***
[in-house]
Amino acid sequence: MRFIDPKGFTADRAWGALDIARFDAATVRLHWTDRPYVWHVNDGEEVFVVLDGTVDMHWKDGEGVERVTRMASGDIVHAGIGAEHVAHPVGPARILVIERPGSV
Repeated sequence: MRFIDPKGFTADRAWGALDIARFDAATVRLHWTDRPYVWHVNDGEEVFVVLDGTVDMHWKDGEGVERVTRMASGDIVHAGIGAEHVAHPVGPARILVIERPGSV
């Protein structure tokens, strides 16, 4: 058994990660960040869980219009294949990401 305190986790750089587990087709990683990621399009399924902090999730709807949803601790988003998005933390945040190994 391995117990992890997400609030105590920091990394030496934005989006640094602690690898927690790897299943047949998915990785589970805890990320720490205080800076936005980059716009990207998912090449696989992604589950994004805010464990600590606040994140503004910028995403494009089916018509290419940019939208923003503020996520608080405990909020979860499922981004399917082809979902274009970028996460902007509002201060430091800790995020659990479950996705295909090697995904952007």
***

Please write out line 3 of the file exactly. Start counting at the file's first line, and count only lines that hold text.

Repeated sequence: MRFIDPKGFTADRAWGALDIARFDAATVRLHWTDRPYVWHVNDGEEVFVVLDGTVDMHWKDGEGVERVTRMASGDIVHAGIGAEHVAHPVGPARILVIERPGSV